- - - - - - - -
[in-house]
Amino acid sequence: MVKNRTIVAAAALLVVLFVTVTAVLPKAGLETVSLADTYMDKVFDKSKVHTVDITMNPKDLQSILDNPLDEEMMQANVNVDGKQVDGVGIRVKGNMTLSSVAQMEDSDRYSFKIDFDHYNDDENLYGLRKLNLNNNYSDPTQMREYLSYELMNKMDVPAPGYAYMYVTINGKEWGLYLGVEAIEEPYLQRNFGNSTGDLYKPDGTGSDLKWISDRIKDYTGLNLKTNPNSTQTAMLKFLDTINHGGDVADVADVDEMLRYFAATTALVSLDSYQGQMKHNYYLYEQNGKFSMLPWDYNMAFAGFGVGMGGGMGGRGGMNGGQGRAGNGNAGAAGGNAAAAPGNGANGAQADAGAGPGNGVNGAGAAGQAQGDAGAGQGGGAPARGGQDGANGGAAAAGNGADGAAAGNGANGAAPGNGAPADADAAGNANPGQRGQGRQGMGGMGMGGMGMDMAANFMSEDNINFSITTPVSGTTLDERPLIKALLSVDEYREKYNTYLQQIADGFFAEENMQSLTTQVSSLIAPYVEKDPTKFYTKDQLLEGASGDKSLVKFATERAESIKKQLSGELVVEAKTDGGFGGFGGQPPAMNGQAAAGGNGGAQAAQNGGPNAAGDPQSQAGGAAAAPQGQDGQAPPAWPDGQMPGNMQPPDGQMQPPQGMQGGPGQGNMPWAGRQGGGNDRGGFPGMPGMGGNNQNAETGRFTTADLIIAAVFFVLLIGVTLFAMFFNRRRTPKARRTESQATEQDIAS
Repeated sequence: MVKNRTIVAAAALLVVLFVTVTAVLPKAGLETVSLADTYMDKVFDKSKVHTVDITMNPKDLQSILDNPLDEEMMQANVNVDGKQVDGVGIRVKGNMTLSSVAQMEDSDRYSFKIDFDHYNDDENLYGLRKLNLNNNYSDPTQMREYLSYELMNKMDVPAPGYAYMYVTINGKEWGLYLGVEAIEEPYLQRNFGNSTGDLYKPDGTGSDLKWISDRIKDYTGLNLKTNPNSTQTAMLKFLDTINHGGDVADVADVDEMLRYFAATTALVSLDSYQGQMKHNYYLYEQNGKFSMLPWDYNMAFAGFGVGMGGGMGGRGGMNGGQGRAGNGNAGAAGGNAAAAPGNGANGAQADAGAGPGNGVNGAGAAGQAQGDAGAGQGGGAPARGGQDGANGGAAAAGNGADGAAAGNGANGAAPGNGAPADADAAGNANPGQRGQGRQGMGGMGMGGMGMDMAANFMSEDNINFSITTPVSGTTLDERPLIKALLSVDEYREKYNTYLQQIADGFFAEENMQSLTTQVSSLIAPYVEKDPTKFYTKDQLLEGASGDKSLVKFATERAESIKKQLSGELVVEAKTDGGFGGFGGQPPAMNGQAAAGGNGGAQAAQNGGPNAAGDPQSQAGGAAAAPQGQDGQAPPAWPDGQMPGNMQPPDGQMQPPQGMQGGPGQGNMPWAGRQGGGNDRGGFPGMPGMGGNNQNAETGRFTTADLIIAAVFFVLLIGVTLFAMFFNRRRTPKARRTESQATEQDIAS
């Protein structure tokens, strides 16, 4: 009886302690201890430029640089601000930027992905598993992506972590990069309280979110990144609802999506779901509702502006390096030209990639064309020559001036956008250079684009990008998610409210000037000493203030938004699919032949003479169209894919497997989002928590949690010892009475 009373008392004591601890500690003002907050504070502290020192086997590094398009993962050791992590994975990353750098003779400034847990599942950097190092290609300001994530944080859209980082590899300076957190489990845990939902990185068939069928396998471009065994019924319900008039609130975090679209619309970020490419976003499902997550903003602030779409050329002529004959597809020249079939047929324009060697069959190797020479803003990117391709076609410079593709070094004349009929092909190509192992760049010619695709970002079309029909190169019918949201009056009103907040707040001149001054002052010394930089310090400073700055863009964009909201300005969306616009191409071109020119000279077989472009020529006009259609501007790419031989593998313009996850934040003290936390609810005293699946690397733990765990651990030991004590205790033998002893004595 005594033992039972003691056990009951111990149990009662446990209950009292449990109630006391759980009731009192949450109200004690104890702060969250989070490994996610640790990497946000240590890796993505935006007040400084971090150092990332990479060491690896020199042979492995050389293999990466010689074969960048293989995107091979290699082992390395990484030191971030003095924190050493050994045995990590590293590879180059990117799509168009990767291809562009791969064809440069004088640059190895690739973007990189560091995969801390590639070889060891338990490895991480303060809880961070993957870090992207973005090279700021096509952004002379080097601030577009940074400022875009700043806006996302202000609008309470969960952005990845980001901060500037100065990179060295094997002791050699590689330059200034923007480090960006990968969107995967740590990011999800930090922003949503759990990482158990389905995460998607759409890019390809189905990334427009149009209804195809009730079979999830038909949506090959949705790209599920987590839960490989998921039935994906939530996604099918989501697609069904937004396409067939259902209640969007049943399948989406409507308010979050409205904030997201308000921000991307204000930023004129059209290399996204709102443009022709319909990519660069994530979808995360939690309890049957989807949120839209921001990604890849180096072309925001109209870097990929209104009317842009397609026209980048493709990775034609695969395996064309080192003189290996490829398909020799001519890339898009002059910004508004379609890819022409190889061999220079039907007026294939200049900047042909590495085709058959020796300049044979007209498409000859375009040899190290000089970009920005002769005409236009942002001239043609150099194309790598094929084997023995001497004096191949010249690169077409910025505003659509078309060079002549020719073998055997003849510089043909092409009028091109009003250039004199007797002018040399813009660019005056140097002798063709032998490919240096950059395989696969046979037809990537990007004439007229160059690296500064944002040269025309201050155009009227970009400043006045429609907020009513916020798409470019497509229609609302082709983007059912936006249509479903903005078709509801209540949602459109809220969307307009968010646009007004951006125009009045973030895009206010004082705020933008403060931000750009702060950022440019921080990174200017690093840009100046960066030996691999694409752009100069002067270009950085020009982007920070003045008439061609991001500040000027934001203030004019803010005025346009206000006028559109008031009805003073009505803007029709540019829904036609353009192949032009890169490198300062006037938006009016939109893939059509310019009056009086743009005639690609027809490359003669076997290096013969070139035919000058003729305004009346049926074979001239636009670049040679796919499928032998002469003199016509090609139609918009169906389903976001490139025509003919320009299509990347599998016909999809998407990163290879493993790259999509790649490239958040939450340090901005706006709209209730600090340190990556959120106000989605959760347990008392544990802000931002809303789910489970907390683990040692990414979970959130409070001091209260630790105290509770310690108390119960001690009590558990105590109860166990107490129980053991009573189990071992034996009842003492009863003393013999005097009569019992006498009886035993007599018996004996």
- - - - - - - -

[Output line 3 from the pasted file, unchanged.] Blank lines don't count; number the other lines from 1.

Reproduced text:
Repeated sequence: MVKNRTIVAAAALLVVLFVTVTAVLPKAGLETVSLADTYMDKVFDKSKVHTVDITMNPKDLQSILDNPLDEEMMQANVNVDGKQVDGVGIRVKGNMTLSSVAQMEDSDRYSFKIDFDHYNDDENLYGLRKLNLNNNYSDPTQMREYLSYELMNKMDVPAPGYAYMYVTINGKEWGLYLGVEAIEEPYLQRNFGNSTGDLYKPDGTGSDLKWISDRIKDYTGLNLKTNPNSTQTAMLKFLDTINHGGDVADVADVDEMLRYFAATTALVSLDSYQGQMKHNYYLYEQNGKFSMLPWDYNMAFAGFGVGMGGGMGGRGGMNGGQGRAGNGNAGAAGGNAAAAPGNGANGAQADAGAGPGNGVNGAGAAGQAQGDAGAGQGGGAPARGGQDGANGGAAAAGNGADGAAAGNGANGAAPGNGAPADADAAGNANPGQRGQGRQGMGGMGMGGMGMDMAANFMSEDNINFSITTPVSGTTLDERPLIKALLSVDEYREKYNTYLQQIADGFFAEENMQSLTTQVSSLIAPYVEKDPTKFYTKDQLLEGASGDKSLVKFATERAESIKKQLSGELVVEAKTDGGFGGFGGQPPAMNGQAAAGGNGGAQAAQNGGPNAAGDPQSQAGGAAAAPQGQDGQAPPAWPDGQMPGNMQPPDGQMQPPQGMQGGPGQGNMPWAGRQGGGNDRGGFPGMPGMGGNNQNAETGRFTTADLIIAAVFFVLLIGVTLFAMFFNRRRTPKARRTESQATEQDIAS